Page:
Under cross-examination, claimant acknowledged that his current treating physician will accept the medical insurance that claimant now has, but that he has not sought treatment by this physician as nothing appears to help him. He also admitted that although prescribed, he does not take Vicodin for pain, nor does he take Ambien to help him sleep, because he stated that neither worked. He acknowledged that he smokes marijuana several times a week, and has been doing this for several years, to take the pain away.

Claimant further acknowledged that in 2003, he worked in a cemetery mowing lawns and watering flowers, when he made approximately $100.00 per week. He also acknowledged that during 2005 and 2006, he made a little money by shoveling snow from roofs and driveways. He also acknowledged that on three occasions in 2008 and 2009, he worked as a roofer for his "Uncle Chet". Claimant acknowledged that he did not disclose any of these activities to his physicians or the expert witnesses who testified at this trial.

Bonnilyn M. David, a former girlfriend of claimant, also testified at the trial. She testified that claimant came to her house immediately after the altercation with Trooper Connor, and that she took photographs (Exhibits 5-7) of the injuries suffered by claimant. She testified that claimant was hysterical, that his eye was bruised and swollen, and that he had blood coming from both his nose and his lip. She further testified that prior to the incident, claimant had never complained of either neck or back pain, that he did not have a bump on the top of his head, and that he did not stutter or have any word finding difficulties. She testified that subsequent to this incident, claimant has had nightmares, that he started stuttering, and that he has difficulty sleeping.

Steven M. Ess, D.C., testified as both a treating chiropractor and as an expert in the area of chiropractic treatment. Dr. Ess testified that he first met with claimant on January 28, 2005 and treated claimant for several sessions during that year. Dr. Ess treated claimant a total of seven times in 2005, during a one month period. Dr. Ess also examined claimant in 2011, prior to this damages trial.

Dr. Ess testified that in 2005, claimant presented with a decreased cervical range of motion, with severe pain when he rotated his head, and that he complained of constant headaches, numbness in his left arm, pain between his shoulder blades, and lower back pain. Dr. Ess further testified that in 2005, he reviewed a cervical spine MRI of claimant which had been taken on December 17, 2002, and that this MRI showed large disc herniations at C5-6 and C6-7 (Exhibit 32), and that these disc herniations were the primary source of claimant's neck pain.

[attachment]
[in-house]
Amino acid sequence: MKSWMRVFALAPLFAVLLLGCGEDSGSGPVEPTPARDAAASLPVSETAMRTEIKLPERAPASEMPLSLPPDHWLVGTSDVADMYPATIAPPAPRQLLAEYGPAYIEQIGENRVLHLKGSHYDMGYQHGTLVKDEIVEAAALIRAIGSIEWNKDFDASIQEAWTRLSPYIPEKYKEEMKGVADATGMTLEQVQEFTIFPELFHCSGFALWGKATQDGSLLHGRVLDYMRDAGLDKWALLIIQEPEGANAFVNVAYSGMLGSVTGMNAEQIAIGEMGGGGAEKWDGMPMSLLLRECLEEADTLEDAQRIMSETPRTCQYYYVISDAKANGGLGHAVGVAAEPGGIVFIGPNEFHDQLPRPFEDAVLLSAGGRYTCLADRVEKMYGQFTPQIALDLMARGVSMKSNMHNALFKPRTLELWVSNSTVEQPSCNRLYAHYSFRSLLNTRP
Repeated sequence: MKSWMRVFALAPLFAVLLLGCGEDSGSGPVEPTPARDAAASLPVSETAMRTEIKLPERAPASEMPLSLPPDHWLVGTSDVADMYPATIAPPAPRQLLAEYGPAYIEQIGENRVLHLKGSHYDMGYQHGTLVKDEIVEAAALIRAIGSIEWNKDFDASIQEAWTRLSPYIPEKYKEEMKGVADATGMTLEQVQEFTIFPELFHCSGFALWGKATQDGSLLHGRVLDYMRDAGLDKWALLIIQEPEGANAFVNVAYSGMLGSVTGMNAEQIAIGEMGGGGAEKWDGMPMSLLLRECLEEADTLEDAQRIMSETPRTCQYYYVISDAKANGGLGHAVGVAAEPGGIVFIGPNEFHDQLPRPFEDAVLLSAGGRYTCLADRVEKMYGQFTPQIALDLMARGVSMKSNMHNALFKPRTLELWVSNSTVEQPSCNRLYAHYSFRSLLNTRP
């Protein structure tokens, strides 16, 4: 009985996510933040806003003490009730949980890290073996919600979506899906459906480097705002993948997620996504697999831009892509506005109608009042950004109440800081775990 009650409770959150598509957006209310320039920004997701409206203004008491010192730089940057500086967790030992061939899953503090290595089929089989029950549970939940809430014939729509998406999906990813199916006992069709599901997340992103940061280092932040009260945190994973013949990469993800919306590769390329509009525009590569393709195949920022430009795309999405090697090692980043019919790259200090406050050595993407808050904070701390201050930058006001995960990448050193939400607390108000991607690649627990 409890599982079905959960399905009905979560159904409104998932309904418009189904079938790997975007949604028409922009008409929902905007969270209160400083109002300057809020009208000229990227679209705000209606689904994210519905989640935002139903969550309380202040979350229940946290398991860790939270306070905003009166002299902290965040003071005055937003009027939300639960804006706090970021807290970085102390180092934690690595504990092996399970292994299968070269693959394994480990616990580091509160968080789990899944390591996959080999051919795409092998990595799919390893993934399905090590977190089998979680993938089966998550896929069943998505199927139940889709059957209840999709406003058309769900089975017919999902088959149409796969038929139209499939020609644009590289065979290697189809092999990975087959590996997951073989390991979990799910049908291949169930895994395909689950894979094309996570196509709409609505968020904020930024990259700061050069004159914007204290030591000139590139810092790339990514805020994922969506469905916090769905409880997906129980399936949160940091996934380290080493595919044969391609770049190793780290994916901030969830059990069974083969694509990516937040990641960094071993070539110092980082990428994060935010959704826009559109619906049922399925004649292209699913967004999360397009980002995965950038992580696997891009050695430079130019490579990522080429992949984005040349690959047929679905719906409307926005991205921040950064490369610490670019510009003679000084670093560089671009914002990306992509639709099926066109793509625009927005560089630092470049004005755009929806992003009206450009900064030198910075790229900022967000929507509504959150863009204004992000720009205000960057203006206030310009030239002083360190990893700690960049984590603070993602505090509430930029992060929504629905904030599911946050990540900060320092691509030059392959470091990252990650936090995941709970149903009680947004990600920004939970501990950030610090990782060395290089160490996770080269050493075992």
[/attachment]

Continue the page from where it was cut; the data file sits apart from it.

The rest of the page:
Dr. Ess testified that he referred claimant to Dr. Huckell for a surgical consult. It was his understanding that Dr. Huckell recommended surgery, but that the surgery was declined by claimant.

Based on his review of an updated cervical spine MRI performed on March 17, 2011 (Exhibit 34), Dr. Ess testified that claimant's symptoms still existed, and they had progressed into a degenerative state.

Dr. Ess concluded that the degenerative change in claimant's spine resulted from the injured discs, and further that the injuries to the spine in that area were caused by the assault. Dr. Ess testified that even though claimant did not complain of any neck pain when he first went to Myers Community Hospital immediately after the incident, it is very common to have a delayed onset of symptoms with spinal injuries.

Dr. Ess also testified with regard to his examination of an updated lumbar spine MRI of March 17, 2011 (Exhibit 36). Dr. Ess testified that this study established that claimant suffered an anterior disc herniation pointing to the front, and a posterior disc herniation pointing to the back. It was his opinion that these disc herniations were also caused by the altercation with Trooper Connor, based upon claimant's description of the incident. He further opined that claimant's symptoms were not likely to improve over time.

Dr. Ess also offered testimony regarding the surgical options available to claimant for both his cervical and lumbar spinal injuries.

With regard to the cervical disc herniations, Dr. Ess explained the proposed three-level cervical fusion (Exhibit 37). In his opinion, such surgery would significantly reduce, but not eliminate, claimant's neck pain and improve his quality of life.

Dr. Ess also discussed the proposed two-level lumbar fusion (Exhibit 38), and opined that this surgery would also reduce claimant's pain, but that he would still be left with some degree of permanent restriction.

In sum, Dr. Ess opined that claimant has a permanent limitation in use in both his cervical and lumbar spine areas, and without surgical intervention these injuries will worsen over time. Dr. Ess further opined that both injuries were sustained in the assault against claimant in the 2001 incident. Dr. Ess further concluded that due to his condition, claimant must avoid any heavy lifting, prolonged sitting and standing, or reaching over his head, and that he requires periods of rest and positional change to accommodate his pain.

Clifford J. Ameduri, M.D., who was found qualified by the Court as an expert in the area of physical medicine and rehabilitation, testified on behalf of the claimant. Dr. Ameduri had examined claimant in February 2011, and based his testimony on both this medical examination as well as his review of claimant's medical records.

Based upon his physical examination, Dr. Ameduri concluded that claimant had a diminished range of motion in his neck and cervical spine area, as well as some restriction (although not as severe) in the lumbosacral spine.